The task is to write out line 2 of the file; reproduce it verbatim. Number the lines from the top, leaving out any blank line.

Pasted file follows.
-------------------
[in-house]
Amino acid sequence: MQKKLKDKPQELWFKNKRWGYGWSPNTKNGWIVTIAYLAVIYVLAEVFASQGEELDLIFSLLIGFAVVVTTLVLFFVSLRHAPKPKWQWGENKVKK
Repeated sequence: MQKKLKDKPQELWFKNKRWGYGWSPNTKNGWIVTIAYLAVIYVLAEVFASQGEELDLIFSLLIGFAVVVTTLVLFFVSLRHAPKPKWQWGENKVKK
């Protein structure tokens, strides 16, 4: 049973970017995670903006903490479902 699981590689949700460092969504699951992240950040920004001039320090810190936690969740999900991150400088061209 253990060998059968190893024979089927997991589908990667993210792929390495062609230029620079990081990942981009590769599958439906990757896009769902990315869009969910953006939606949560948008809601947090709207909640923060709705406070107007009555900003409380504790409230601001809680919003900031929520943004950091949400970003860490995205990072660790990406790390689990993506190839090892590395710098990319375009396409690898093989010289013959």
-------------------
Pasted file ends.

Amino acid sequence: MQKKLKDKPQELWFKNKRWGYGWSPNTKNGWIVTIAYLAVIYVLAEVFASQGEELDLIFSLLIGFAVVVTTLVLFFVSLRHAPKPKWQWGENKVKK